did a strike, and thai in llie majority of llie cases where llie award had
not lieen accepted and the men had
struck, Ihey had finally returned tn
work on tho terms defined by tho
lioard, or others not as good.
the m w inanager, is capable uf mak
ing anything in the line Dl ear
Mages, automobiles, etc, uml in fu
tare all demands of such neeessitie-
tna\ be supplied at home.
(Special correspondence.)
L. Broadwood, who has spent the
winter hunting near sheep Creek, nr
rived iu Wasa the end of last week
Mr. Broadwood is very enthusiastic
uver this valley and intends to erect
a residence on bis recently acquired
land at Sheep Creek lake, a beautiful spot in the mountains. Here he
intends to reside permanently.
K. Campbell ami D. Wiseman, C.P.
K scab-is, came down from Skook-
linchuck last Week to settle logs,
which have been taken out hy vur-
|0UI parlies during Ihe winter.
Au attempt was made last week hv
II I-:. Blrtch and 0, Hanson it*
reach Cranbrooh pei an im nubile The
cuuph- entered u shop ami naked for
|some I rifling article which necessitated the shopkeeper rummaging nhnut,
and when bis hack was turned one or
| the would-be customers would disap
pear with whatever he could lay
bands oh, lu tbe meantime, the other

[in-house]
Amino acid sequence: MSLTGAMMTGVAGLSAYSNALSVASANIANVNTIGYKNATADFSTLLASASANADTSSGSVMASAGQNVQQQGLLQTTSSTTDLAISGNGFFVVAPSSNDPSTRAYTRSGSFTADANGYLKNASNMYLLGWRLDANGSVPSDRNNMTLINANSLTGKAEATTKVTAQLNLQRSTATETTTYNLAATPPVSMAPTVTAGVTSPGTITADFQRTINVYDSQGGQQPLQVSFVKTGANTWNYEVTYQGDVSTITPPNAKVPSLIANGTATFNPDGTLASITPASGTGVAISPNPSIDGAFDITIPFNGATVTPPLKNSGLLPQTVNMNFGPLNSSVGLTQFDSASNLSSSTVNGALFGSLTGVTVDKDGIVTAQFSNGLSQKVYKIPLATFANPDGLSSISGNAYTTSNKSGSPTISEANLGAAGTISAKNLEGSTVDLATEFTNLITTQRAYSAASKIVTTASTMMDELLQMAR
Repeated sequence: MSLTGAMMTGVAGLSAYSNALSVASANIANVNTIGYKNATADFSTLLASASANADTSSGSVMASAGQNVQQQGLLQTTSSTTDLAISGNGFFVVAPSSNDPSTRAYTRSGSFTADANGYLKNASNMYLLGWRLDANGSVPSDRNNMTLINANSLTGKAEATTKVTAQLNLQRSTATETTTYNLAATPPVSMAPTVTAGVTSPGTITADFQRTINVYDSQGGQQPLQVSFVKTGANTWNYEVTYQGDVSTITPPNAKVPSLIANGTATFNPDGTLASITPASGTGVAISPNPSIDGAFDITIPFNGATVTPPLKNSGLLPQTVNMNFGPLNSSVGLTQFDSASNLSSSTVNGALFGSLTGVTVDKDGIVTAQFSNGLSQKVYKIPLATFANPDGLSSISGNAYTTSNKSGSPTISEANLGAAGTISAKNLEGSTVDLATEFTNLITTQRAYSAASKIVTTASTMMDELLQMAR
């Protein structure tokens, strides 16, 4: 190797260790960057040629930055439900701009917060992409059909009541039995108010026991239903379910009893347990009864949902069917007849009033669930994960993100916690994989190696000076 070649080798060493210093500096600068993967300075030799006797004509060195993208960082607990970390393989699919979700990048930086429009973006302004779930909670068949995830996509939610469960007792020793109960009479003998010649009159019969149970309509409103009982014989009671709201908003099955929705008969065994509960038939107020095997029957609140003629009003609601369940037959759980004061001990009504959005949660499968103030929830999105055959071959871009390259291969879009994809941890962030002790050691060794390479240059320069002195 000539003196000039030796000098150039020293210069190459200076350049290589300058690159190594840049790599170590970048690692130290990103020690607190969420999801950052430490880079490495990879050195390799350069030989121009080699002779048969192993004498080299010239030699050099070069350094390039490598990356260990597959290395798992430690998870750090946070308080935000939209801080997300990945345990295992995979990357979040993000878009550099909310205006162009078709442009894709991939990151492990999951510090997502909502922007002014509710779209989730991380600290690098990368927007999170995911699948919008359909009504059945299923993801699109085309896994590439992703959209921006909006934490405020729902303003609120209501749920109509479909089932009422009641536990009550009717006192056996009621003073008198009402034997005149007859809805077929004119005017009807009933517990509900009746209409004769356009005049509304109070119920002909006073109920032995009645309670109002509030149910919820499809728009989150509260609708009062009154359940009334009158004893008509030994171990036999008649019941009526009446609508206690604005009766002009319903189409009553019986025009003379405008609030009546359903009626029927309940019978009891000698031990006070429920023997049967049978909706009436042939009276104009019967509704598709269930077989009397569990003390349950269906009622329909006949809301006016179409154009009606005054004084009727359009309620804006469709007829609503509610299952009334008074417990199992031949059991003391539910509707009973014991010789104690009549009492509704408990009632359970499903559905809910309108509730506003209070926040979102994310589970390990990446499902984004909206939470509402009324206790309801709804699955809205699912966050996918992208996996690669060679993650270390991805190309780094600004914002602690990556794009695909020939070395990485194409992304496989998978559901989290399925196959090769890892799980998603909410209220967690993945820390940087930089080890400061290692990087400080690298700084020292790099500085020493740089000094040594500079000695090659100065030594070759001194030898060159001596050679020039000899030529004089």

members of the gang were keeping
.watch nutsjile, ready to give the
alarm or share the spoil.
| The Special accomplishment of Ibe
; youngest was in slipping round shop
counters during the absence ol the
proprietor and rilling lhe Iill.
) At last one ol the youngsters wns
caught in the act of thieving, nnd
this confession led to the arrest ol
Ihe gang.
| "These children will have to he
I taught better," said the stipendiary
,1.1 the parents. "I do mil ask yon
iln ill use them, Imt for wrong like
this they should be punished, ami I
Would rather tbnl yon did tbe pun
ishtng." lie adiouineil lhe ease for
ten weeks to m< how Die ehildren he
A mill-boy at eight years of age, a
mill-owner when quite a young man,
and a millionaire ai Beventj Such
is the record of Mr. James Hodgkin-
soii, bead ol the well known Pontile
ton firm of .lames llodgkinson (Sal-
ford), Ltd., makers nf mechanical
stokers ami ccoudmlscrs.
Mr. llodgkinson has just sold for
ei.OOO.OOO to a huge American syndicate tbe rights for that country ui
an invention by which live times a-
miieh salt can bo produced In a given
time as jt done hy tbe present pro
eess. The new method is also e\-
pected to lessen the consumption of
coal used in salt making by 7.'. pel
The life-story of the inventor reads
like a romance. He slatted work at
eight years of age in a mill, ami naturally had little or no schooling,
Kill he educated himself, and even
taught others. Later lu- was ap
prcntlccd to tho textile trade, ami
when be was quite a young man
owned a mill id bis own.
He was not much over thin, when
he began another business—bis present one—and it was while, titling up
automatic stokers at the Nutlhwicli
works of the Salt Union lhat he con
celved the idea ol lhe invent inn
which* promises to revolutionize the
salt industry.
For four years he worked on his
idea, hut it was four years will
spent..The resull is a patent stoker
hy whieh, with the Use of one lire,
every quality of salt, from the finest
table tti the coarse,"fishery." can be
produced iu one plant. There arc